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Trump’s motives for ruining Obama’s doctrine in the Middle East

The White House is giving up on the nuclear deal with Iran. Why and what should we expect as a result?

Besides disregarding Israel’s interests (something that happens much more often than Israel would like to), Obama’s deal broke one more “convention.” Since the 1980s, the Gulf monarchies, first of all, Saudi Arabia, have paid the United States for its “protection.” And the main scarecrow in the region is Iran. The Sunni elites are worried that the Shias may rise, so, Obama’s peacekeeping was a kind of treachery for them.

The Republicans think likewise. So, now we are witnessing a setback to the pro-Saudi paradigm and the breakdown of the Democrats’ legacy in the Middle East. And one of the steps the Republicans have taken to this end is the decision that the Saudis should replace the Americans in Syria.

After 2008, the White House faced two major tasks. The first one was reindustrialization: the crisis crushed the illusions that post-industry was the crown of economic progress. In fact, it meant exodus of capital – something we have regularly seen since the decline of Holland and Northern Italy in the 18th century.

The second task was to put an end to the endless counter-guerrilla war in the Greater Middle East and to redirect the funds spent on it towards the struggle against much bigger challenges coming from China.

One of the key factors here is demography: the war is archaizing public institutions and this results in growing birth rate. Unless things are bad enough for people to die out or rush abroad, demographic pressure is giving birth to new “fighters against crusaders.” The methods to prevent this are known, but massacres or bombings are already regarded as mauvais ton. In this particular case, the Americans needed to leave but to stay: for Obama, growing influence in the region was a prerequisite of reindustrialization.

His doctrine was as follows: to use “conservative” means for reanimating the U.S. industry, means based on the principles of globalism, free trade and flow of capital. Obama hoped that advanced technologies, cheap energy resources and no trade barriers with economies that were not a match to the United States were enough for reindustrialization. He planned to create Trans-Atlantic and Trans-Pacific partnership, a single economic area with players having almost as expensive labor force but no American energy prices in exchange.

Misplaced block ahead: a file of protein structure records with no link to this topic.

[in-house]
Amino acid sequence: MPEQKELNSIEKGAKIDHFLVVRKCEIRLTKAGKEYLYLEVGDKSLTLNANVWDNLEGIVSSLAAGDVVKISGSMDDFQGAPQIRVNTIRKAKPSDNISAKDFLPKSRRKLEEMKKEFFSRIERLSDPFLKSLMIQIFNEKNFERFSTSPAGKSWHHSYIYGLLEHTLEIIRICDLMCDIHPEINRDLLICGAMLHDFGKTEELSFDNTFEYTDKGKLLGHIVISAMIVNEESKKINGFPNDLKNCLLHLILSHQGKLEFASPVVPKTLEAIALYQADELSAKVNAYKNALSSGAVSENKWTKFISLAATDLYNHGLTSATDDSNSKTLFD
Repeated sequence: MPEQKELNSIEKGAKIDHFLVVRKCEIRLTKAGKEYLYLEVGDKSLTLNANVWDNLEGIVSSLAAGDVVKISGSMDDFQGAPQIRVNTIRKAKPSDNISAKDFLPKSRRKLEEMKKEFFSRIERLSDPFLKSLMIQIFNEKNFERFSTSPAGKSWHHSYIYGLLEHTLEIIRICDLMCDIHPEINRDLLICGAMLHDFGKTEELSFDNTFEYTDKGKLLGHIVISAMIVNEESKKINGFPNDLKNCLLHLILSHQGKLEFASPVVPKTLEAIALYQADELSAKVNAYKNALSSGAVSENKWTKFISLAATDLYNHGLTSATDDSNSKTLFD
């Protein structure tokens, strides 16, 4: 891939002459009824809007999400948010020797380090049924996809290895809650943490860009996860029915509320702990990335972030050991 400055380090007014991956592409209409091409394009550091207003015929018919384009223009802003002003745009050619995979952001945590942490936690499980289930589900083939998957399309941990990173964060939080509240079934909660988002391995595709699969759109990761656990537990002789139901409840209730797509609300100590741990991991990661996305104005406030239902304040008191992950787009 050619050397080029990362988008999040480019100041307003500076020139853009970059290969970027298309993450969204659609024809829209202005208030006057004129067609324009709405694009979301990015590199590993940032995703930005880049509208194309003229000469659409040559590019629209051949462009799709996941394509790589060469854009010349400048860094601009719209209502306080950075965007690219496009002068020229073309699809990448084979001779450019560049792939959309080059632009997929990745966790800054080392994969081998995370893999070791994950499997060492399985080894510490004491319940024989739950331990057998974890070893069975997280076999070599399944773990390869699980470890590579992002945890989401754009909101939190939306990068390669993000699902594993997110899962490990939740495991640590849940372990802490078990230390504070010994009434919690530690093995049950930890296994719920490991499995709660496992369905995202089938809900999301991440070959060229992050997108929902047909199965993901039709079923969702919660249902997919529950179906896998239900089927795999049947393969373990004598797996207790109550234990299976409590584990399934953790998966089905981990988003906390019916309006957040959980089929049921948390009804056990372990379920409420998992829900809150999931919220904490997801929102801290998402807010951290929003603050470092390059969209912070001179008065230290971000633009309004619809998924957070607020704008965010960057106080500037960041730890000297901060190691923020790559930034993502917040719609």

The second goal was to stabilize the situation in Iraq in order to boost oil production there. But stability was impossible without a compromise with Iran. So, the best option was to impose sanctions against the Iranians as a guarantee against any conflicts with them.

Cheap energy was also a good way to undermine Russia’s ambitions and to destabilize the local regime.

But that strategy implied problems with Israel and Saudi Arabia. After 2015, we could see how much acceptable low oil prices were for the Saudis. As regards Iran, it has long been paranoia for the Saudi dynasty, whose only major asset, oil, is concentrated in Shia provinces. On the other hand, the Saudis have always been there to manipulate prices as a way to create problems for Iraq and thereby to encourage its Sunni majority.

This is why Obama was so demonstrative in supporting the “Arab spring” in Egypt in 2011, where power went to the Muslim Brotherhood, a force supported by Saudi Arabia’s rival, Qatar. The Americans had lots of motives in mind, but the key one was to pressure the Saudis.

Obama’s doctrine has yielded very modest results in economy and very dubious achievements in foreign policy. The American industry is growing, but its share in GDP is not changing. It has become clear that low energy prices without protectionism and/or cheap labor force are ineffective, first of all, because they stimulate economies where energy resources have a big share in the price of finished goods, that is, developing nations with low wages. Along with low customs barriers, this constitutes big pressure on developed industries. We would like to remind you that the postindustrial era and China’s global trade expansion started in the 1990s, when prices were ultra-low. Besides, for the Americans, low global price of energy resources implies low benefit from their own growing production.

Nor will they get anything from the opening of the Iranian market. All the bonuses will go to the Europeans.

Trans-Atlantic free trade zone has not become a reality: the EU is reluctant to exchange the huge surplus in its trade with the United States for transfer of industry to America. And that was the second and the last nail in the coffin of Obama’s economic doctrine. The “moderate Islamists” have been driven underground in Egypt and are being finished in Syria.

For the current White House protectionists, the Iranian deal is a useless artefact if compared with Saudi billions. Nor do they need irritants like the “moderate Islamists” any longer. What they need to do is to rebrand their anti-Assad propagandists.

Concerning the possibility of escalation, starting as an opponent of the United States’ military presence in the Middle East, Trump has ended incorporating strong neo-conservatives into his team. And the withdrawal from the deal was just the first step in a whole series of events. Israel’s last reaction to Iran’s presence near its borders was one of them.

Yevgeny Pozhidayev

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